Historical entertainment planned for joint celebration of three Southwest Arkansas milestone anniversaries
Several of the works in the "12th National Drawing Invitational: Outside the Lines" at the Arkansas Arts Center will leave you wondering, how did she/he do that? How did Andrea Way create these painstaking, almost machine-made patterns of dots and grids and cell-like things? How did Victor Epkuk manage to get all those tiny Keith Haring glyphs into his composition? How did Linn Meyers make those perfect sweeping strokes on mylar?
I'm not sure that's the optimal reaction to an exhibition, however. Drawing can be such an evocative medium, able to provoke that squeezed-heart response with lines that suggest three dimensions, marks that embrace the paper. The invitational, in many cases but not all, is more about mechanics than passion. (The exhibition includes work strikingly similar to that in the 11th invitational ["Singular Drawings"], so perhaps the obsessive mark is a la mode.)
An exception is the cut wax paper work of Sharyn O'Mara, who turns her flat medium into something lacy and three-dimensional. Mia Rosenthal's "Life on Earth" spiral of animals drawn neatly in ink is something I would love to own, because in addition to the imagery it makes great reading. The small pencil drawings in Andrea Way's "Venetian Dream Series" are, like her larger works here, a collection of dots and dashes against topo map strokes, but (to me at least) they benefit from the texture of pencil on paper and are ultimately more about drawing than Way's admittedly mind-boggling ink and colored pencil creations. Linn Meyers' fractals are astonishing, but it is her untitled piece that looks like lines intersecting the fabric of space that is moving.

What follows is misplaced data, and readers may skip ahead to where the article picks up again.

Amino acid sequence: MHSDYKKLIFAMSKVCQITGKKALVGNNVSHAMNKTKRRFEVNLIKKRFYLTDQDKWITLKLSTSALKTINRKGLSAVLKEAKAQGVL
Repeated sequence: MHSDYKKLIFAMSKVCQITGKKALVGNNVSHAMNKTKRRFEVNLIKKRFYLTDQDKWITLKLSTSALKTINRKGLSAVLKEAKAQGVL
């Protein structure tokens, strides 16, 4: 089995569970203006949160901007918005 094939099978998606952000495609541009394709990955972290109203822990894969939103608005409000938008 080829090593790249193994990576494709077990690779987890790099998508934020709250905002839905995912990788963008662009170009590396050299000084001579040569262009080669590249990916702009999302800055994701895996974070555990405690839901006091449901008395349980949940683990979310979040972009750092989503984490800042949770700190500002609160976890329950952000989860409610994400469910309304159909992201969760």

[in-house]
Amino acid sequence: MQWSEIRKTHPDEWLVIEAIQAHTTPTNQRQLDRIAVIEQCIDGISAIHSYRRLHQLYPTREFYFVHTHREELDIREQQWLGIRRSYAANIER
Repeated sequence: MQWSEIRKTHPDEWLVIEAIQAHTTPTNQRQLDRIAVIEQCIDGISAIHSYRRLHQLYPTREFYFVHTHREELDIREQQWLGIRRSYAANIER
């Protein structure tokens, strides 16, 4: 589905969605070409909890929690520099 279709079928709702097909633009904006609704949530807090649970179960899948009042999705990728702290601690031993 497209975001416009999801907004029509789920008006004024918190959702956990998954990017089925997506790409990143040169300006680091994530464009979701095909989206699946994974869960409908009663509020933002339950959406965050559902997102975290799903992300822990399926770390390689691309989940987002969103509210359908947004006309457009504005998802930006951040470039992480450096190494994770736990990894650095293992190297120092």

Gary Kachadourian and Ian Jehle go the representational route, with Kachadourian's enormous, to-scale Xeroxed drawings changing the walls of the gallery into windows and cinderblocks and Jehle's wall-sized portraiture, the intimate writ large. Laura Ledbetter goes the symbolic route, using cut paper and thread and impossible, dream-like scenarios to suggest, she says on the Arts Center's wonderful show website (ndi.arkansasartscenter.org) our unfortunate "instinctual desire to succeed and to dominate each other and our natural environment."
So, you may not have a visceral response to the drawing invitational, but there is work here that deserves study. The website, which includes artists statements from all in the show, images of their work, and essays by co-curators Laura Roulet of Washington, D.C., and Ann Prentice Wagner, the Arts Center's curator of drawings, is a terrific resource, a move the Arts Center plans to repeat with future shows. The exhibition runs through Oct. 5.